Shell gotcha

Today I was puzzled as I found out that the bash one-liner A=foo echo $A does not print 'foo'.

The answer came thanks to Vorlon and Wiggy: A=foo echo sets A in the environment of the echo command, and echo $A passes the value of $A in the shell as an argument to echo. $A is expanded before the line is run and at that time A=foo hasn't been processed yet.

One quick fix is doing A=foo; echo $A, but this leaves A set to foo after the execution of the command. To make it so that A is foo only when executing echo, one can use parenthesis: (A=foo ; echo $A):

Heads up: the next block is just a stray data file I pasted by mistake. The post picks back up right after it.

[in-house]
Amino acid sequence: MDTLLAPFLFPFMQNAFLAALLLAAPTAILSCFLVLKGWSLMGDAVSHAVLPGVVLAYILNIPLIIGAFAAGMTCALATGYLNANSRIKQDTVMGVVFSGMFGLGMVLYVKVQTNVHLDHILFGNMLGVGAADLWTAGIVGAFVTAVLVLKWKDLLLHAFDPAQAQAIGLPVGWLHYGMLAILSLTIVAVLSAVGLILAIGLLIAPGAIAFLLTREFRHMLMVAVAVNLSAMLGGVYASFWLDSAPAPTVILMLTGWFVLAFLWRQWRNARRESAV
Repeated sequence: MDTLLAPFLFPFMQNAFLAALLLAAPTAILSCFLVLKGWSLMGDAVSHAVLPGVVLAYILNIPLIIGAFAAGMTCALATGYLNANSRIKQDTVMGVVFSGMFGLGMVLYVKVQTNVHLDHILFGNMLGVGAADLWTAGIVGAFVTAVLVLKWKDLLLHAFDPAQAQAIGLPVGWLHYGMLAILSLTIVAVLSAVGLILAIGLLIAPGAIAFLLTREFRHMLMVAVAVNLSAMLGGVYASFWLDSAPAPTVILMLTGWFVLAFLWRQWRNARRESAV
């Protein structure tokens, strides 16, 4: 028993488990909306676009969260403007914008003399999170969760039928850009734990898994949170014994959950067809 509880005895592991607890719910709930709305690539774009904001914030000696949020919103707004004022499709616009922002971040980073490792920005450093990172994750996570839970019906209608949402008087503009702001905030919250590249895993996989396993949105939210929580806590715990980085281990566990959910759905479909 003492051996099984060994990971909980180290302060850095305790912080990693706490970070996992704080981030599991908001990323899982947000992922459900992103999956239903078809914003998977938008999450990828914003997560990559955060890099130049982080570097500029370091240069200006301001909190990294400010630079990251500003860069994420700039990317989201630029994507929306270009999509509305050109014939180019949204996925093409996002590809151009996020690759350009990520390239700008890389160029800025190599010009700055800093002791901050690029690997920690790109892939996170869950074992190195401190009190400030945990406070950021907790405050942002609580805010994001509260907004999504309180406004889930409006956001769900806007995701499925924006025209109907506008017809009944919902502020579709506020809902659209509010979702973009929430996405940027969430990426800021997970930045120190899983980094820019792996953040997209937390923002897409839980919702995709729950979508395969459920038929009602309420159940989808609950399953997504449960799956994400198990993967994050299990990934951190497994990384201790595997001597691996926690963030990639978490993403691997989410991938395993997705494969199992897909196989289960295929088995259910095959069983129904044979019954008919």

$ (A=foo; echo $A); echo $A


(note: the boring presence of "foo" in these examples should be taken as a reminder of my call for no-op words)